Spotlight is great, it is one of the best tools on your Mac – if not on any OS – to search for files. Today’s tip will show you how you can use spotlight within Terminal. This is useful if you have any scripts that want to take advantage of the search tool within your Mac, or you just to be able to to do. Like many Terminal tips, it can be easily called and used, and has a lot of functions if you delve into it. I am going to show you how you can get the most out of the trick.
Searching Your Mac With Terminal
The Spotlight search function invoked using the
mdfind command. Open Terminal location in Applications > Utilities and type something similar to the following. Note that if you want stop the output because it is finding loads of files, you can quit the process using Ctrl+ C.
This will then stream an output of every file Spotlight finds using your search term.
The problem with the basic find is that it will search your entire drive. If you want to narrow down the search, you can add an option like so.
mdfind -name-of-search -onlyin /path/to/location
This will only return results in the path specified. Very useful for narrowing down searches.
If you want to find exact matches, for your keyword, you can use this next option. I think this is one of the more useful commands as you generally know the name of the file you want to find. For example if you have a file named ‘James’, it will only find matching files, not the billions of other files such as emails that may reference the name ‘James’.
mdfind -name name-of-file
Search For File Type/Kind
Spotlight has a powerful function called kind. For any search term, if you add ‘kind:pdf’ it will only find pdf’s. The kinds name can be pretty much anything, if you have the kind column enabled in Finder, any name that is in this column will be searchable by the kind function. You can use name such as: music, image, application, folder, jpeg, zip and archive to name but a few.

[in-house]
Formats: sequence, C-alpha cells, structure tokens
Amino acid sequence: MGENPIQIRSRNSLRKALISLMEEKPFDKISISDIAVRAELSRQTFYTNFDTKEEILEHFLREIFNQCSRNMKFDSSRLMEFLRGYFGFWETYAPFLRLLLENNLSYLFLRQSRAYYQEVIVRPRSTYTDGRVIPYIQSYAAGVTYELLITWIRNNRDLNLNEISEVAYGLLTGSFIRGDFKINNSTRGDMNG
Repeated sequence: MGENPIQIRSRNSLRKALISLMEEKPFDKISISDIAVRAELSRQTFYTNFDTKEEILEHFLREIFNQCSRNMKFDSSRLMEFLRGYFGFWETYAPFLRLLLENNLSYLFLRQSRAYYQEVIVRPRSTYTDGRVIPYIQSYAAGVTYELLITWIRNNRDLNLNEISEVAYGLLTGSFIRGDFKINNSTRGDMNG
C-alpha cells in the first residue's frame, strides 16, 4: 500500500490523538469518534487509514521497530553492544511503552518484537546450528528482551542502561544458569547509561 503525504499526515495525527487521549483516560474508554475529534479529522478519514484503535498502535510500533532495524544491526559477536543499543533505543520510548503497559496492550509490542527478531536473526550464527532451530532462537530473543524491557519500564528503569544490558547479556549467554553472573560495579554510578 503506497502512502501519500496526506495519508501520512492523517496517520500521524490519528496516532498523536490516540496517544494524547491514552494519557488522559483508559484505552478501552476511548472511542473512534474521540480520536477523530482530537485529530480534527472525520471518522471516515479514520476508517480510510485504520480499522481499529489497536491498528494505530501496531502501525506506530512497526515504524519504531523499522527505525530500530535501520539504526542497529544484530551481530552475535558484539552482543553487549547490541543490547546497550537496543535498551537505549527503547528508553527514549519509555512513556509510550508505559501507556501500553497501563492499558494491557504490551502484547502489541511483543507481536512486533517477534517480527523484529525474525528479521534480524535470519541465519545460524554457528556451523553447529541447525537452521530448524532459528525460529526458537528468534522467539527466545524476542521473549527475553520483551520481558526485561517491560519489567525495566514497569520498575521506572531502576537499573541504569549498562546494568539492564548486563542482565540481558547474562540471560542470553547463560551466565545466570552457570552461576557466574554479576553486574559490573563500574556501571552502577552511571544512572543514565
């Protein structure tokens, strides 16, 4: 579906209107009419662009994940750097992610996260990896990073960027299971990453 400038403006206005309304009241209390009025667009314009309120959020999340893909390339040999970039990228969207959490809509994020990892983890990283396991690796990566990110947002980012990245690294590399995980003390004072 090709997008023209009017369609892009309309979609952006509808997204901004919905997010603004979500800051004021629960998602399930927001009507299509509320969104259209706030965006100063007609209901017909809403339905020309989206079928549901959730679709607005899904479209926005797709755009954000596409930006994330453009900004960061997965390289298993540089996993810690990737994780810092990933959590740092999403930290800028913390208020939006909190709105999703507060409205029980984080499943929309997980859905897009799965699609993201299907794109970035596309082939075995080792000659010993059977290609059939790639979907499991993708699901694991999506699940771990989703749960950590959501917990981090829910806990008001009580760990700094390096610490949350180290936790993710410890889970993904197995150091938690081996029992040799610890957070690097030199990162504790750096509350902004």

To accomplish this in Terminal simply type the following:
mdfind kind:text name-of-search
This can be supplemented with the -onlyin and -name option as previously described.
Narrow Down The Date
The final options I am going to show you is using the date function. Most of the time you remember that you modified a file within a the previous week, month or year and there is no point in showing result from 10 years ago. Like spotlight the date:week option can be added. The time period can be terms such as: this week, this month, this year, today, yesterday and even tomorrow.
mdfind date:this week name-of-search
Most people will never need to use this command. However, if you have terminal script where a search could be performed, you just like to mess about this command is rather cool. It can give you a lot of results so expect a large amount of output, but with the right options you can narrow down a search.
If you have any improvements or questions about this command, please leave a comment.